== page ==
Fig. 4: Experimentally verified and computationally predicted host ranges of the Nucleocytoviricota.
figure 4

Host lineages identified through isolation with the native host, co-cultivation, single-cell sorting and in silico horizontal gene transfer-based predictions are shown. The black outline of coloured boxes indicates that an experimentally verified interaction has also been predicted computationally. Chloroplastida comprises both Streptophytina (this group includes some green algae) and Chlorophyta (this group includes most green algae). Topology of the eukaryotic species and eukaryotic taxonomy tree adapted from ref.40. CroV subfamily, viral subfamily-level clade in the Mimiviridae that contains Cafeteria roenbergensis virus; HaV family, family-level clade in the Algavirales that contains Heterosigma akashiwo virus; TSAR, Telonemia–Stramenopiles–Alveolata–Rhizaria supergroup.

Although sequence-based computational host predictions provide a means to expand the range of putative NCLDV hosts, the approaches have some potential challenges and biases. For example, co-occurrence analysis is dependent on sufficient host genome coverage for detection in metagenome data, and HGT analysis requires the availability of the host genomic sequences. Furthermore, it is difficult to detect ancient HGT from previous hosts. Another limitation to the analysis of the integration of NCLDV genes into host genomes can be the quality of the database used. For example, GVMAGs have been found mis-annotated as bacteria, archaea or eukaryotes in public databases, which hampers the use of automated tools for correct HGT detection82,106. Despite some of these limitations, expanding the putative host range of metagenome-derived NCLDVs provides a basis for targeted sampling of putative hosts, for the study of virus–host co-evolution and to identify viral-encoded functions for targeted modulation of host metabolism. Sequence-based inferences of viruses and their hosts may then be extrapolated to assess the impact of such interactions on global ecosystems.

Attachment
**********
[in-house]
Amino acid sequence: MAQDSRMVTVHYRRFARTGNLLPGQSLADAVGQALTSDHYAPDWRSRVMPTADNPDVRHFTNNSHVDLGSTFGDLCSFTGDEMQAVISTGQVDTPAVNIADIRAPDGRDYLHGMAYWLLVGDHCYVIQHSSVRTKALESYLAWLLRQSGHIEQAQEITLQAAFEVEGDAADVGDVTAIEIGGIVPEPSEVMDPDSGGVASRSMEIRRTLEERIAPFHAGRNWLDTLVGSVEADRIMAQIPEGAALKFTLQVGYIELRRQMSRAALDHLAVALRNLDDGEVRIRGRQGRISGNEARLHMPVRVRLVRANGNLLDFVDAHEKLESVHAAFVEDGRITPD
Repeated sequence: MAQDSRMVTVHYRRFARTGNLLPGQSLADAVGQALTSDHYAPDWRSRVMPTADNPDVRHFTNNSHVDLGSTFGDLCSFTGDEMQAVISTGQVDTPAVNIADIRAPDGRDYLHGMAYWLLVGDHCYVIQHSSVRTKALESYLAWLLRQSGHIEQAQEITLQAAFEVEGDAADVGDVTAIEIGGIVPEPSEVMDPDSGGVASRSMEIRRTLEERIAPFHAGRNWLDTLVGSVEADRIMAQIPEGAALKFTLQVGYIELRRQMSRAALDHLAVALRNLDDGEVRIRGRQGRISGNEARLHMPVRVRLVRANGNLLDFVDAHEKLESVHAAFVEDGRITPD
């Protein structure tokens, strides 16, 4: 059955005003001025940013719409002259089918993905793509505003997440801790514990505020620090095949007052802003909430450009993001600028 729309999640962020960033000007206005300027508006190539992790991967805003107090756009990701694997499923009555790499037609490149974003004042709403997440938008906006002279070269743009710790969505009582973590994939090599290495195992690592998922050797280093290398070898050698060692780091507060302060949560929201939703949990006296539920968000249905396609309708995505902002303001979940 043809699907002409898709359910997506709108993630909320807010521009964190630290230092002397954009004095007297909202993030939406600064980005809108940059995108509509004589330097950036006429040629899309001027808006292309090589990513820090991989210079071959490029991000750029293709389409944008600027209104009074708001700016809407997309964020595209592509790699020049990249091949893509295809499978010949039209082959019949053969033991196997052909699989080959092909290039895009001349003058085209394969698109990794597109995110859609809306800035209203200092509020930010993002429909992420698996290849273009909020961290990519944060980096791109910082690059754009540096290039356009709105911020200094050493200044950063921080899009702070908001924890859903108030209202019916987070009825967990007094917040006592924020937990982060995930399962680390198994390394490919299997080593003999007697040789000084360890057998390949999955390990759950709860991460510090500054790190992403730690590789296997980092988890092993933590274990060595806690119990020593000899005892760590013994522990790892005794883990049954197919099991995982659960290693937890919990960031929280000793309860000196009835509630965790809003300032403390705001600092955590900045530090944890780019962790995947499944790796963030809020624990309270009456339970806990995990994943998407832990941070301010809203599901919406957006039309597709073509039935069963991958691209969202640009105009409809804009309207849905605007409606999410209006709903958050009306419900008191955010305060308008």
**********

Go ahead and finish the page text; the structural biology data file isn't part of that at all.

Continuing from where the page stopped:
From HGT to endogenization

Not only is HGT between viruses and their hosts a common phenomenon but some giant viruses can even integrate their entire genomes into the host chromosome (Fig. 4). This so-called endogenization is a mechanism observed for most eukaryotic viruses107,108. Arrays of NCLDV genes have occasionally been found in genomes of eukaryotes, in particular in algae, plants109,110,111 and amoebae112,113,114. A recent survey of published eukaryotic genomes and transcriptomes revealed the presence of giant virus genes in 66 different eukaryotes, including several Acanthamoeba species, flagellates, ciliates, stramenopiles, oomycetes, fungi, arthropods and diverse unicellular and multicellular algae115 (Fig. 4). Yet, for many of these eukaryotes, giant virus infections have not been observed. The integration of NCLDV genes often appears to be highly host specific, with viral genes detected in one eukaryotic species being unrelated to viral genes found in closely related species115. Among the integrated genes are NCLDV hallmark genes that are, in some instances, scattered throughout the host chromosome and, in others, co-localized in islands composed of more than 100 genes115. The integration of complete viral genomes has been described for some members of the Mesomimiviridae; for example, Ectocarpus siliculosus virus integrated into its brown algal host more than 20 years ago111 likely through use of integrases116. The related Phaeocystis globosa virus is a lysogenic virus that causes continuous infections117,118, which is in stark contrast to many other known NCLDV lineages that were successfully isolated based on the fact that they lyse their amoeba host5. The analysis of existing algal genomes and transcriptome data revealed other examples of whole giant virus genomes integrated into eukaryotic host chromosomes119. Some regions encoded more than 1,500 viral genes, making up to 10% of the genes of the green algal host119. Several of the detected viral genes were annotated as enzymes with roles in carbohydrate metabolism, chromatin remodelling, signal transduction, energy production and translation119.